Romney Was 'Troubled' by Mueller Report, But Opposes Impeachment

By Susan Jones | May 20, 2019 | 7:53 AM EDT

Donald Trump endorsed Mitt Romney for president on February 2, 2012 in Las Vegas, Nevada. Trump also endorsed Romney for senator in 2018. But Romney is one of Trump's most outspoken Republican critics. (Photo by Ethan Miller/Getty Images)

(CNSNews.com) - Rep. Justin Amash (Mich.) is the first Republican to say President Donald Trump's behavior, as described in the Mueller report, meets "the threshold for impeachment."

In a series of tweets over the weekend, Amash said if Trump weren't a sitting president, he would be indicted for obstruction of justice.

While the House can impeach Trump, or bring charges against him, it's up to the Senate to remove him from office, and so far, not a single Republican senator -- not even Trump's harshest Republican critics -- have advocated his removal.

 

Sen. Mitt Romney (R-Utah) has said that Trump's "pervasive dishonesty," as reflected in the Mueller report, "sickened" him.

But on Sunday, Romney told CNN's "State of the Union" that he has reached a different conclusion on impeachment than Amash has:

"I believe that to make a case for obstruction of justice, you just don't have the elements that are evidenced in this document. And I also believe that an impeachment call is not only something that relates to the law, but also considers practicality and politics.

"And the American people just aren't there. And I think those that are considering impeachment have to look also at the jury, which would be the Senate. The Senate is certainly not there either," Romney said.

Host Jake Tapper pressed Romney on whether he thinks there is "sufficient evidence" that the president obstructed justice:

"I just don't think that there is the full element that you need to prove an obstruction of justice case. I don't think a prosecutor would actually look at this and say, OK, we have here all the elements that would get this to a conviction.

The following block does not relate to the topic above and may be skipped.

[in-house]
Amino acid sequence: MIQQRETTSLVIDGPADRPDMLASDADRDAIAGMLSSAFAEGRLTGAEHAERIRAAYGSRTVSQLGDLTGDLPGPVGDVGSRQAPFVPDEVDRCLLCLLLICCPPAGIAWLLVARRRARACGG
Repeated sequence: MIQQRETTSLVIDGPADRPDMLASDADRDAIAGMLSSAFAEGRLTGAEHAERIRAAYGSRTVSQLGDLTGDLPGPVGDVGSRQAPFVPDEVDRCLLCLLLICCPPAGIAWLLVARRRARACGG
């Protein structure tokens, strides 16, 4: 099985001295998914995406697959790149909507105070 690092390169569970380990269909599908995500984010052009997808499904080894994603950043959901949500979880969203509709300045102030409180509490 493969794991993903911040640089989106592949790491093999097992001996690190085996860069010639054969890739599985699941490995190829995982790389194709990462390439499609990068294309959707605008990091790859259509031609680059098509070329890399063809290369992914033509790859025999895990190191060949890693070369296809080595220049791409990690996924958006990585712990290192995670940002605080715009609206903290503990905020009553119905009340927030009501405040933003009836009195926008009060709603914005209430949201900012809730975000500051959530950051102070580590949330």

"So, everyone reaches their own conclusion. As I read the report, I was troubled by it. It was very disappointing, for a number of reasons. But it did not suggest to me that this was time to call for impeachment."

Romney said the Mueller report revealed a number of things that were "really, really troubling and unfortunate and distressing." He mentioned the president's "dishonesty, misleading the American public and the media," but, he added, "I don't think impeachment is the right way to go."

Romney said it's difficult to make a case for obstruction of justice when there is no underlying crime.

Not giving up, Tapper gave Romney another opening to criticize the president, asking him, "Do you think that the president has failed, based on what's in the Mueller report, as a moral leader?"

"Well, I have -- through op-eds and through the things I have said, I have made it very, very clear that I will support the president on policies where we agree. I will disagree with him openly if there's something that I think is wrong for the country or for my state," Romney said.

"But I think he could substantially improve his game when it comes to helping shape the character of the country. I think young people, as well as people around the world, look at the president of the United States and say, does he exhibit the kind of qualities that we would want to emulate?

"And those are qualities of humility, of honesty, integrity. And those are things where I think there's been some call where the president has distanced himself from some of the best qualities of the human character."

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